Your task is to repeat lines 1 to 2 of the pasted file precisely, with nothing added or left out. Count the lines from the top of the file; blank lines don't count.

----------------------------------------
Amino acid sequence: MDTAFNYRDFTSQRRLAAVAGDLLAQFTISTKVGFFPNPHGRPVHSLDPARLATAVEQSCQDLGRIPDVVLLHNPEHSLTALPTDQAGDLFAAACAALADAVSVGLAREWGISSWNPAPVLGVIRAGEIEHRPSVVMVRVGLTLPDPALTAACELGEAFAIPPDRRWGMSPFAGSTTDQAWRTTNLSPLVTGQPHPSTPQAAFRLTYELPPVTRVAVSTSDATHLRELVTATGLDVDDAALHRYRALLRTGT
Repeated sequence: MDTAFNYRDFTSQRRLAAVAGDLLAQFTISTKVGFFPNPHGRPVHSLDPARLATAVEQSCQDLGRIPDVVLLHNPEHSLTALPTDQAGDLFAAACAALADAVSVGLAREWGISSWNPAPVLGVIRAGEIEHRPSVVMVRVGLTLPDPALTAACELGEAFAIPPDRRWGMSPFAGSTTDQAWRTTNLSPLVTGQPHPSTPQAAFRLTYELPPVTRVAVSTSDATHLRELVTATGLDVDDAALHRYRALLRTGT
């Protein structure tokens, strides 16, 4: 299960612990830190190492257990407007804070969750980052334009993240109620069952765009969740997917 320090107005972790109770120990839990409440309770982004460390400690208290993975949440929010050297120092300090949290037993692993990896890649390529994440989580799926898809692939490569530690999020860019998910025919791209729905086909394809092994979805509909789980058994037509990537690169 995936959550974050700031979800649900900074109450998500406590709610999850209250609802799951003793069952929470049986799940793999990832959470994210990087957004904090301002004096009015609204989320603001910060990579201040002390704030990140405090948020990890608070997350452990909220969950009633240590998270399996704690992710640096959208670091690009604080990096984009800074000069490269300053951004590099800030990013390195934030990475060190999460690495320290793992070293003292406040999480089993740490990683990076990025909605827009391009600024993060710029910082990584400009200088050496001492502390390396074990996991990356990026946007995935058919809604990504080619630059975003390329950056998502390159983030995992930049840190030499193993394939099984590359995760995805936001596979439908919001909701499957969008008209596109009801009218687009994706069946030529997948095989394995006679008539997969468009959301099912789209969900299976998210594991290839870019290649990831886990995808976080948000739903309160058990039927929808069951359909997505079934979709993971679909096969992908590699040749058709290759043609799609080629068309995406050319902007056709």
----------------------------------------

Amino acid sequence: MDTAFNYRDFTSQRRLAAVAGDLLAQFTISTKVGFFPNPHGRPVHSLDPARLATAVEQSCQDLGRIPDVVLLHNPEHSLTALPTDQAGDLFAAACAALADAVSVGLAREWGISSWNPAPVLGVIRAGEIEHRPSVVMVRVGLTLPDPALTAACELGEAFAIPPDRRWGMSPFAGSTTDQAWRTTNLSPLVTGQPHPSTPQAAFRLTYELPPVTRVAVSTSDATHLRELVTATGLDVDDAALHRYRALLRTGT
Repeated sequence: MDTAFNYRDFTSQRRLAAVAGDLLAQFTISTKVGFFPNPHGRPVHSLDPARLATAVEQSCQDLGRIPDVVLLHNPEHSLTALPTDQAGDLFAAACAALADAVSVGLAREWGISSWNPAPVLGVIRAGEIEHRPSVVMVRVGLTLPDPALTAACELGEAFAIPPDRRWGMSPFAGSTTDQAWRTTNLSPLVTGQPHPSTPQAAFRLTYELPPVTRVAVSTSDATHLRELVTATGLDVDDAALHRYRALLRTGT